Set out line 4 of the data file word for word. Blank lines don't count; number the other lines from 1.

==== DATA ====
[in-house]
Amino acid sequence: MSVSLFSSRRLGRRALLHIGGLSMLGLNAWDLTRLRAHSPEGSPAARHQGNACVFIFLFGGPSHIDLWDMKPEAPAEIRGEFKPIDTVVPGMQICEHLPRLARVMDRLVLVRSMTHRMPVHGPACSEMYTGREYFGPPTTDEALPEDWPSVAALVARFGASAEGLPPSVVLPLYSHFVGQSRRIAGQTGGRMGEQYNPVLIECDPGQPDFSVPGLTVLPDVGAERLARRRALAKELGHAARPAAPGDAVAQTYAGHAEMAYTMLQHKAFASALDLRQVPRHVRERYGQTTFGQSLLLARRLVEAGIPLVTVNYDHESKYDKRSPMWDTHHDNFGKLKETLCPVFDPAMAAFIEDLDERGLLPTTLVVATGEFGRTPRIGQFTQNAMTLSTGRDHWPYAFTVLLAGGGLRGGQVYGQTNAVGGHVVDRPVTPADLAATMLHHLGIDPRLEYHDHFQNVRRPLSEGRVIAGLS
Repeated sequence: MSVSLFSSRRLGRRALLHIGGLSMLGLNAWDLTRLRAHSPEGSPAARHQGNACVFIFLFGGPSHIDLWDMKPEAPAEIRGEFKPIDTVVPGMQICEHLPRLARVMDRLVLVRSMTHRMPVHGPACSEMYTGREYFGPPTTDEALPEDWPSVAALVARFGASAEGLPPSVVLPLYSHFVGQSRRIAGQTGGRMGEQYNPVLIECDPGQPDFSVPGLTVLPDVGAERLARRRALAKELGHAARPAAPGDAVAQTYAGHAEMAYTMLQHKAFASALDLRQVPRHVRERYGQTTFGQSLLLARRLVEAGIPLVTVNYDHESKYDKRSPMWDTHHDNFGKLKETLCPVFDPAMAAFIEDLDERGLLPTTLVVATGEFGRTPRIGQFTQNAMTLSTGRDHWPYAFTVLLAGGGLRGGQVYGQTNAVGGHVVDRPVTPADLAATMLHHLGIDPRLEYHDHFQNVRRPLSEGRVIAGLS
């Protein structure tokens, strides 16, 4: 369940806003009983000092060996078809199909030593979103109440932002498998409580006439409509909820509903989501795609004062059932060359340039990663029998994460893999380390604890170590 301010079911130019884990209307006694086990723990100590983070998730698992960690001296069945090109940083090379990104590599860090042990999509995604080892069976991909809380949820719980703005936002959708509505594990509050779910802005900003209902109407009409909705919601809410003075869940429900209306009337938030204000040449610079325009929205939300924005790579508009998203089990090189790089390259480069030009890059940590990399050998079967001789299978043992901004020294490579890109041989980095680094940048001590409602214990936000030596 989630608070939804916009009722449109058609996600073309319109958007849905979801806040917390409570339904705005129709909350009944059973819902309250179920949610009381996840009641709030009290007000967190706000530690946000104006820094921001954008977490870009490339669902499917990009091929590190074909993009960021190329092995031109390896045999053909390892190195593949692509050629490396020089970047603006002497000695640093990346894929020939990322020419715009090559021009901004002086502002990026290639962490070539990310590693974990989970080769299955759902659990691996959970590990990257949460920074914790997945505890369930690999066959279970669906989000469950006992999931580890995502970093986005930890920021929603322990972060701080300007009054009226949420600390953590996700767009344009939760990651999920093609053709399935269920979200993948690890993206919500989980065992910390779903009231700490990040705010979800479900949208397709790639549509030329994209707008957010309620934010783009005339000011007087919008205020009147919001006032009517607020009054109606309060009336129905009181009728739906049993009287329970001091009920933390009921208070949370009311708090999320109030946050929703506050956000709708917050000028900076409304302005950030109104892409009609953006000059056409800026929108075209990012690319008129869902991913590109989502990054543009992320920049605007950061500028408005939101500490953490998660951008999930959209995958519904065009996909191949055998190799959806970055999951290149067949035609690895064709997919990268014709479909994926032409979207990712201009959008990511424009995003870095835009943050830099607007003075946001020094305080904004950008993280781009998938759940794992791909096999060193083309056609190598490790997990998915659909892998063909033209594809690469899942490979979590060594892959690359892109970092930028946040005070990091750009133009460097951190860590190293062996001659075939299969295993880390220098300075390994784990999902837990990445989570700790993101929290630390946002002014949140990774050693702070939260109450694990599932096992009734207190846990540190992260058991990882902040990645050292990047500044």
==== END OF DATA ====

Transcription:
């Protein structure tokens, strides 16, 4: 369940806003009983000092060996078809199909030593979103109440932002498998409580006439409509909820509903989501795609004062059932060359340039990663029998994460893999380390604890170590 301010079911130019884990209307006694086990723990100590983070998730698992960690001296069945090109940083090379990104590599860090042990999509995604080892069976991909809380949820719980703005936002959708509505594990509050779910802005900003209902109407009409909705919601809410003075869940429900209306009337938030204000040449610079325009929205939300924005790579508009998203089990090189790089390259480069030009890059940590990399050998079967001789299978043992901004020294490579890109041989980095680094940048001590409602214990936000030596 989630608070939804916009009722449109058609996600073309319109958007849905979801806040917390409570339904705005129709909350009944059973819902309250179920949610009381996840009641709030009290007000967190706000530690946000104006820094921001954008977490870009490339669902499917990009091929590190074909993009960021190329092995031109390896045999053909390892190195593949692509050629490396020089970047603006002497000695640093990346894929020939990322020419715009090559021009901004002086502002990026290639962490070539990310590693974990989970080769299955759902659990691996959970590990990257949460920074914790997945505890369930690999066959279970669906989000469950006992999931580890995502970093986005930890920021929603322990972060701080300007009054009226949420600390953590996700767009344009939760990651999920093609053709399935269920979200993948690890993206919500989980065992910390779903009231700490990040705010979800479900949208397709790639549509030329994209707008957010309620934010783009005339000011007087919008205020009147919001006032009517607020009054109606309060009336129905009181009728739906049993009287329970001091009920933390009921208070949370009311708090999320109030946050929703506050956000709708917050000028900076409304302005950030109104892409009609953006000059056409800026929108075209990012690319008129869902991913590109989502990054543009992320920049605007950061500028408005939101500490953490998660951008999930959209995958519904065009996909191949055998190799959806970055999951290149067949035609690895064709997919990268014709479909994926032409979207990712201009959008990511424009995003870095835009943050830099607007003075946001020094305080904004950008993280781009998938759940794992791909096999060193083309056609190598490790997990998915659909892998063909033209594809690469899942490979979590060594892959690359892109970092930028946040005070990091750009133009460097951190860590190293062996001659075939299969295993880390220098300075390994784990999902837990990445989570700790993101929290630390946002002014949140990774050693702070939260109450694990599932096992009734207190846990540190992260058991990882902040990645050292990047500044």